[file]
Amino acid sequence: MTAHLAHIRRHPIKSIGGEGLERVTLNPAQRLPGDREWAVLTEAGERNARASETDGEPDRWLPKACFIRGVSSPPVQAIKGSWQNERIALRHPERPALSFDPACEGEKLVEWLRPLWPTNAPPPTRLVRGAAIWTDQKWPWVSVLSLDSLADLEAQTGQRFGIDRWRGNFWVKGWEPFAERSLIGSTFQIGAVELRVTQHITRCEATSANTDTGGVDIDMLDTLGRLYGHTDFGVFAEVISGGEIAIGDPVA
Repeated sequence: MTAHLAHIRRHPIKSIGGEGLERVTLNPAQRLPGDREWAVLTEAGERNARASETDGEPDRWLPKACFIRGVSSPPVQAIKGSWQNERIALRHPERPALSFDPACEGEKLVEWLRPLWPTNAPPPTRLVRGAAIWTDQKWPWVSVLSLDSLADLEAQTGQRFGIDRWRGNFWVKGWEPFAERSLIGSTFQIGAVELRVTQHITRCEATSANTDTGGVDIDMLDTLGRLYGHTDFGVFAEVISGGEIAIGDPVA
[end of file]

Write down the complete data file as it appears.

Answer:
Amino acid sequence: MTAHLAHIRRHPIKSIGGEGLERVTLNPAQRLPGDREWAVLTEAGERNARASETDGEPDRWLPKACFIRGVSSPPVQAIKGSWQNERIALRHPERPALSFDPACEGEKLVEWLRPLWPTNAPPPTRLVRGAAIWTDQKWPWVSVLSLDSLADLEAQTGQRFGIDRWRGNFWVKGWEPFAERSLIGSTFQIGAVELRVTQHITRCEATSANTDTGGVDIDMLDTLGRLYGHTDFGVFAEVISGGEIAIGDPVA
Repeated sequence: MTAHLAHIRRHPIKSIGGEGLERVTLNPAQRLPGDREWAVLTEAGERNARASETDGEPDRWLPKACFIRGVSSPPVQAIKGSWQNERIALRHPERPALSFDPACEGEKLVEWLRPLWPTNAPPPTRLVRGAAIWTDQKWPWVSVLSLDSLADLEAQTGQRFGIDRWRGNFWVKGWEPFAERSLIGSTFQIGAVELRVTQHITRCEATSANTDTGGVDIDMLDTLGRLYGHTDFGVFAEVISGGEIAIGDPVA